The human brain has a remarkable capacity for self-preservation. It flexes and protects, softening the edges of memory to make hideous things bearable. Lilada Gee spent years hiding in the emotional closet of denial until her faith gave voice to her abuse. Today, her culturally specific message of healing for other young, Black female survivors of long-term systematic sexual abuse is powerful, empowering, and so very badly needed.
Lilada Gee’s Culturally Appropriate Support for Sexual Abuse Survivors
Madison Magazine cover story, February 2014
Her earliest years are spotty, like inkblots splattered on what looks like an exquisite picture. But, without warning, shards of memory can slice the canvas at any given moment. The way the hot afternoon sun looked as it cut through the blinds when Lilada Gee woke from her nap that day, a tiny six-year-old girl, lying on top of her abuser’s erect penis. The paralyzing, toxic fear creeping through her veins as the venom of responsibility first pierced her. As right then and there, from that moment on, his outrageous crime became her burden to bear.
“Immediately, shame filled me. Fright filled me,” recalls Lilada. “So when he swore me to secrecy, I was good with it. Because I wanted to pretend like it never happened.”
How it happened for Lilada was deeply personal, but what she couldn’t know then–and what her abuser counted on–was that it was happening to other little girls like her all over the place. Sexual abuse is not unique to any one particular race, socioeconomic group or cultural background. It’s everywhere–on in four American girls and one in six boys are victims. It’s pervasive and it’s choking and it blooms in silence, multiplying and creeping like a toxic mold in the dark, feeding off the rotting fruit of secrecy. Sexual abuse makes you believe that there is no one else like you out there. No one that feels the way you do, has been where you’ve been. It tells you you are dirty, that there’s something about you that asked for this, that it’s your fault. That no one will believe you anyway, if you tell. So you don’t. You help keep the awful secret, becoming both hostage and coconspirator, aiding and abetting your own devastating crime.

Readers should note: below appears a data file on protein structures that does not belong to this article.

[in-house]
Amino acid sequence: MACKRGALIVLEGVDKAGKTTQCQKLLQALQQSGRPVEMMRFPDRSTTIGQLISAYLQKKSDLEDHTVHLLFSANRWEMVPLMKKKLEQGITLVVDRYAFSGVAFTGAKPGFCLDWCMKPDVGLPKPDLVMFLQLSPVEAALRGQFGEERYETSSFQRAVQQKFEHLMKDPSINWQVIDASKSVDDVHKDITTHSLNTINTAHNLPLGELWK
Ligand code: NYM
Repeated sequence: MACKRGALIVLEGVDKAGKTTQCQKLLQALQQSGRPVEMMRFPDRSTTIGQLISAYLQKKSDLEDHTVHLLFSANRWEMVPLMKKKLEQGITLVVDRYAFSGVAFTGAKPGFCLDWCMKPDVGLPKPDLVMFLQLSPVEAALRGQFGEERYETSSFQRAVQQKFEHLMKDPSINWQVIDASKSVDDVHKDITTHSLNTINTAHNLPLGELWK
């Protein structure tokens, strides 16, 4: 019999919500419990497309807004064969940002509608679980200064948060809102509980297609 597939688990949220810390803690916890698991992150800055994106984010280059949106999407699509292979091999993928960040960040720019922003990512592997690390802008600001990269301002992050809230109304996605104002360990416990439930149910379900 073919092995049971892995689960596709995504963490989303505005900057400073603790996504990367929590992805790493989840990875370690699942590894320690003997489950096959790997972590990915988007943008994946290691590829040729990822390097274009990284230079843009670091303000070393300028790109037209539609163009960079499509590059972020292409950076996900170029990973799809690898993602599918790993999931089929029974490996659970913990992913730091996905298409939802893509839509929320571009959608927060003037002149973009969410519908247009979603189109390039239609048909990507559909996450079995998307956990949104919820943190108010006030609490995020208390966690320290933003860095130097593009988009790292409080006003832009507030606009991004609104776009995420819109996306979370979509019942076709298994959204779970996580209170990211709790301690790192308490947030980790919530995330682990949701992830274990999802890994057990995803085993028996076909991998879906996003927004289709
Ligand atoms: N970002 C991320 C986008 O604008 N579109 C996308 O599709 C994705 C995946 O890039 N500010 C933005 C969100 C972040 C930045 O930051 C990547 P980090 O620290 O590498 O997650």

Or, maybe, you do tell. In a best-case scenario, your abuser is prosecuted and convicted. Your family embraces you and you get some good therapy and you start to believe the truth, that it wasn’t you. That there is nothing inherently wrong with you. That you are good and whole and beautiful and strong and that your perpetrator was the sick one. That you’re not alone and you never were.
Or, more likely, there are years and years of bruised gray area. Maybe you freeze. Maybe you stuff it down and deny and hide it for so long that it’s far too late to collect physical evidence, once you do thaw. Maybe your world explodes into fractious fragments of he-said/she-said, so-what/shut-up wreckage. Maybe you face cross-examination from friends, from law enforcement, from social service agents, from the court system.
Maybe you get up the guts to speak out to a magazine writer. Maybe she believes you, but maybe at the eleventh hour your deeply personal story is stripped down by the publication for fear of litigation. Maybe you feel, once again, the weight of the burden of proof that has always fallen on you, not your abuser. Maybe it’s devastating. Maybe it isn’t. Maybe you’re used to being dismissed by now, as a Black woman in America, which is a whole other story. Or maybe it’s this same story, too.
The full version of this cover story appeared in the February 2014 issue of Madison Magazine. You can continue reading here.
—Maggie Ginsberg is an award-winning freelance writer in Madison, Wisconsin